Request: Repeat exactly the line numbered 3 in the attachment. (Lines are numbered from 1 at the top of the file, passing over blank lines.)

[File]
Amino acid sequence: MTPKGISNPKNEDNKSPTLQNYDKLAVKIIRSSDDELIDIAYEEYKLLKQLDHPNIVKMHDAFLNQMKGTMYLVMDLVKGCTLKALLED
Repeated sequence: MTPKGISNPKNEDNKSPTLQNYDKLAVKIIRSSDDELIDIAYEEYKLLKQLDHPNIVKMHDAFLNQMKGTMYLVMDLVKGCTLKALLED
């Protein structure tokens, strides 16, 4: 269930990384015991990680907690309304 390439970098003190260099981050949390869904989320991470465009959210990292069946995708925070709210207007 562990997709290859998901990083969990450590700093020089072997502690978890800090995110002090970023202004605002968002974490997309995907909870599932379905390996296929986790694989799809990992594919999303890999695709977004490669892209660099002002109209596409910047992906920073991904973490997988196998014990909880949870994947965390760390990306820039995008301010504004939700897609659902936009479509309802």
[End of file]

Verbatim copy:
């Protein structure tokens, strides 16, 4: 269930990384015991990680907690309304 390439970098003190260099981050949390869904989320991470465009959210990292069946995708925070709210207007 562990997709290859998901990083969990450590700093020089072997502690978890800090995110002090970023202004605002968002974490997309995907909870599932379905390996296929986790694989799809990992594919999303890999695709977004490669892209660099002002109209596409910047992906920073991904973490997988196998014990909880949870994947965390760390990306820039995008301010504004939700897609659902936009479509309802």